WHAT SALEM MEANS TO ME.
Over the past few weeks I’ve called for submissions for any sort of artistic expression of WHAT SALEM MEANS TO YOU. And over the past few weeks I’ve been wrestling with my own submission for that project, because it’s very very personal and for the past year my personal life has been pretty complicated. Although I cringe at the idea of writing some super emo post about my life I realized that in order to explain what Salem means to me, I have to talk about the real things that go on behind the HIGHLY CURATED version of my life that I show the world. Again, maybe this is super narcissistic of me, and totally don’t read anymore if all you care about is the highly curated version. I don’t blame you. But I figured if by writing this post I could help anyone feel less alone in their tough choices, in the ways in which their lives don’t fit a traditional narrative, less alone in any way, really, I needed to write it.
To me, Salem is all about re-birth. Salem has reinvented itself over, and over again. It invites you to do the same. It invited me to do the same when I moved here 6 years ago, and it continues to inspire growth, and change and it promises to hold space for you while you do it.
When I first moved here I was about to start grad school, fresh out of a long term relationship, going through complicated family issues and I knew nothing and no one here. I was in my Saturn Return. I cried every day until the sun went down. At night I would walk around the historical district and feel the energy of the 300 year old buildings and cobblestone streets and I could feel something in me shifting. It felt ancient and mysterious and unlike anything I had ever experienced. One night as I was walking home through a funeral home parking lot, the sunsetting light was hitting the buildings in this perfectly warm way, and I felt in my bones that I was supposed to be here, that I’d been here before in other lifetimes and everything was in alignment now that I was back. That even though it was hard now, I was on the right path. It was obviously incredibly reassuring.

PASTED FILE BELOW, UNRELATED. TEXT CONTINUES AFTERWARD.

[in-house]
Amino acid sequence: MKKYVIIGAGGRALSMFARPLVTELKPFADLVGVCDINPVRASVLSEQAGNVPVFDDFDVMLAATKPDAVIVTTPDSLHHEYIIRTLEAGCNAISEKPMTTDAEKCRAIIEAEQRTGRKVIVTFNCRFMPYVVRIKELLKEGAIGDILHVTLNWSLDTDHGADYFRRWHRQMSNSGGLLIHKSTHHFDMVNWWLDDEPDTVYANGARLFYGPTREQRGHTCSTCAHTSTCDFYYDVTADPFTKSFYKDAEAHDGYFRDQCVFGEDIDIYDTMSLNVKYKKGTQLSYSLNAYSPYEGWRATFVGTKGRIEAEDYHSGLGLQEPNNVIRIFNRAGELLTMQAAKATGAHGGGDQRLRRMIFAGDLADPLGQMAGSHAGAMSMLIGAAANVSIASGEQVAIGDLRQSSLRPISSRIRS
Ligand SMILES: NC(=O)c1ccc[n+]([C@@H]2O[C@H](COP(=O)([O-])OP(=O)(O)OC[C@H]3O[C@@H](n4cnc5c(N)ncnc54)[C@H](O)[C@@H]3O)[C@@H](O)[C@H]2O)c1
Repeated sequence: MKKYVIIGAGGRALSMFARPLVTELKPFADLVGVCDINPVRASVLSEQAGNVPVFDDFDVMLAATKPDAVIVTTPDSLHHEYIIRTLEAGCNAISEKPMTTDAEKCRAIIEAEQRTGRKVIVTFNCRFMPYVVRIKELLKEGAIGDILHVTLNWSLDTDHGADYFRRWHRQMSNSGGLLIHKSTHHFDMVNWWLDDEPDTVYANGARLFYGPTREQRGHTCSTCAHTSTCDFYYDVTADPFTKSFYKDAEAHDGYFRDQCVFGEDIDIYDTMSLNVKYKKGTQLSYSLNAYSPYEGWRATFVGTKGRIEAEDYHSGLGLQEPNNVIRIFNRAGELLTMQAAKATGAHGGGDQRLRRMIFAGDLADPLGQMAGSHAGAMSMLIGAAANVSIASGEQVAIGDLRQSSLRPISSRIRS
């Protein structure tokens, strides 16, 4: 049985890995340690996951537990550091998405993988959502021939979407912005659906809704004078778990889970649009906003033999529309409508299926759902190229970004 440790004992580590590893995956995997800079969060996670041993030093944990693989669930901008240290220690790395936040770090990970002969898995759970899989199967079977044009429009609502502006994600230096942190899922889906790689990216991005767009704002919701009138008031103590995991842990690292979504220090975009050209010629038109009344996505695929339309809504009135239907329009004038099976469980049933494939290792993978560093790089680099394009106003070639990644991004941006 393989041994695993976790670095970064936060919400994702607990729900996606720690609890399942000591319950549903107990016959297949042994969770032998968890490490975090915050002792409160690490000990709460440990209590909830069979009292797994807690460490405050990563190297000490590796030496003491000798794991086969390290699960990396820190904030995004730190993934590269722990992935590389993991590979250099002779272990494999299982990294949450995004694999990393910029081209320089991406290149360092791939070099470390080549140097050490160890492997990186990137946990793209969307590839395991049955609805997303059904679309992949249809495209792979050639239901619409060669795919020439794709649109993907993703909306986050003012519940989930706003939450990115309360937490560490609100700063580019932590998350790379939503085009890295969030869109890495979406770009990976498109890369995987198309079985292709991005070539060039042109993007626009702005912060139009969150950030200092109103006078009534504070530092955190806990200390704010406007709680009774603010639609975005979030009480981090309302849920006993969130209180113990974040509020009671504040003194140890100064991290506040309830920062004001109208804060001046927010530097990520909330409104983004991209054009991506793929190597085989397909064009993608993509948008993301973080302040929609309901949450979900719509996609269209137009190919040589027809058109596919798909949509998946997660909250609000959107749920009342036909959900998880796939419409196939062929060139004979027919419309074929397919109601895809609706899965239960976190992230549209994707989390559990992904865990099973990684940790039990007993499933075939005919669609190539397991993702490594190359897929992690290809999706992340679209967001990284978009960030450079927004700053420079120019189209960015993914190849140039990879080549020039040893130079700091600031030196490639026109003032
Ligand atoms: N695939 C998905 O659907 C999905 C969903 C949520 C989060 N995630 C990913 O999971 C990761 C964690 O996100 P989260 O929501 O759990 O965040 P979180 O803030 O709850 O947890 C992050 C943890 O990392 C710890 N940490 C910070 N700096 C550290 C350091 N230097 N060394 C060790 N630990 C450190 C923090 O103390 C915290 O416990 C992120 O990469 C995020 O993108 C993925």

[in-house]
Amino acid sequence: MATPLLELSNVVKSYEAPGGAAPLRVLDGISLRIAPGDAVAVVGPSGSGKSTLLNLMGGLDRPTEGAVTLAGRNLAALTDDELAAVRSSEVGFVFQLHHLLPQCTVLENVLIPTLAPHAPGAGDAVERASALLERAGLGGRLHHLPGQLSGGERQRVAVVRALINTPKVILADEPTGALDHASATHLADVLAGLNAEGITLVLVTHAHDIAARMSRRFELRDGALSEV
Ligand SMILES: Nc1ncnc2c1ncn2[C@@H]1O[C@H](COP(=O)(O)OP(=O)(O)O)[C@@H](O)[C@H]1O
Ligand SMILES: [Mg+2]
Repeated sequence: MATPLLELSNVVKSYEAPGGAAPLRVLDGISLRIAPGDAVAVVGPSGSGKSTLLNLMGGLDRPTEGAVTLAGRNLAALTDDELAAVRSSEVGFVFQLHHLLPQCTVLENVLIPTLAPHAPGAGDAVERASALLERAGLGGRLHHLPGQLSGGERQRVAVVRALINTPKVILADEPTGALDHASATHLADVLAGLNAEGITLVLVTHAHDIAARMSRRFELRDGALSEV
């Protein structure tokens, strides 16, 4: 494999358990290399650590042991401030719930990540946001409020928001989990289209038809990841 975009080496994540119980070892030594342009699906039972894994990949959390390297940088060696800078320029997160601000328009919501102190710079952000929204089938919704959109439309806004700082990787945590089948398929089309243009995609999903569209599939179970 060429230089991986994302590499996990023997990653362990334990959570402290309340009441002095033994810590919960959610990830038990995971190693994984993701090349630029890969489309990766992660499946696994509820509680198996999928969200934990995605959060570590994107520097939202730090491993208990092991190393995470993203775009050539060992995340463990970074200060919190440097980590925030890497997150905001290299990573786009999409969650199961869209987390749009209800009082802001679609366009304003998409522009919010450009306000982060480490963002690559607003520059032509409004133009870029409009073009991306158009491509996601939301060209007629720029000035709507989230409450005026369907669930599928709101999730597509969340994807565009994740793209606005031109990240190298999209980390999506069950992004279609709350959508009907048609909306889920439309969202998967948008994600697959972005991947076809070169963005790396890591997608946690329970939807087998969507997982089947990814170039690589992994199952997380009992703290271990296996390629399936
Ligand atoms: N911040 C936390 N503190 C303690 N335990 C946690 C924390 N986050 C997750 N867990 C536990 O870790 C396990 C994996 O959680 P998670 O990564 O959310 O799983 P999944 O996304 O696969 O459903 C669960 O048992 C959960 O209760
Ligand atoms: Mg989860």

I left Salem in 2012 to move in with my partner Dave, in Somerville, a 40 minute drive away. I understood that that was the direction my life was going and even though I missed Salem, we would visit often. I always knew I would be back. Salem was the only place I’d ever lived that I could imagine “settling down” in. This is when/why we got my cat/soulmate and named her Salem.
I opened the store in 2015 and by then Dave and I were coming to a fork in the road. I always thought we would get married and be together forever, I mean, if you can stand each other for 5+ years you assume you’ve made it as a couple. But by late October we realized that while we still loved each other, we just weren’t on the same page anymore. It was devastating, and heartbreaking and in many ways continues to be. It was a divorce in every way except name. For 5+ years I knew I was okay because Dave loved me. I had the best person in the world in my corner. I had the golden ticket we’re told we want our whole lives. But I had to let it go. In a life jam-packed with tough decisions, this was by far the toughest.
So back to Salem I went. I found myself a tiny little attic apartment and life went on. I grieved, I retreated, and I processed. In the early days it was almost impossible to feel grounded. Dave had always been a grounding, stabilizing force in my life, and now I had to find that energy in myself. I wasn’t back in Salem as the 28 year old grad student studying gender and power and witches, I was Erica Feldmann, M.A., Head Witch In Charge.
Next week I start another new chapter. I’m moving into a beautiful new home with a new love and it feels like a huge step into a new space I inhabit in this world. A new North, a new baseline, and a new phase. But in order to take that step I had to close a lot of chapters that felt like they were inextricably tied to my very personhood, to my core. It’s been about burning down and rebuilding. It’s been The Tower, and it’s been intense and has required constant tending. I’ve had to let go to things I didn’t feel ready to let go of. I’ve had to risk things that are more precious to me than anything I’d ever known. Things I told myself I would NEVER EVER risk losing. But the older I get I keep learning that the path forward, onward, upward, requires sacrifice and pain and detachment, but as long as you have something to cling to you’ll be okay. Salem is the thing I can cling to. Salem is the place that looks like the most beautiful place I’ve ever seen even while standing in a funeral home parking lot.
The name Salem means “peace” in Hebrew. My friend Lindsay says that Salem is “a place for wild women” and that as a wild woman I am meant to be here. I think it’s that combination that makes it so special to me and really embodies what I love about it so much. We can celebrate witches and we can look out at the ocean in stillness. Inherently, Salem is a place that understands haunted pasts and futures so bright.
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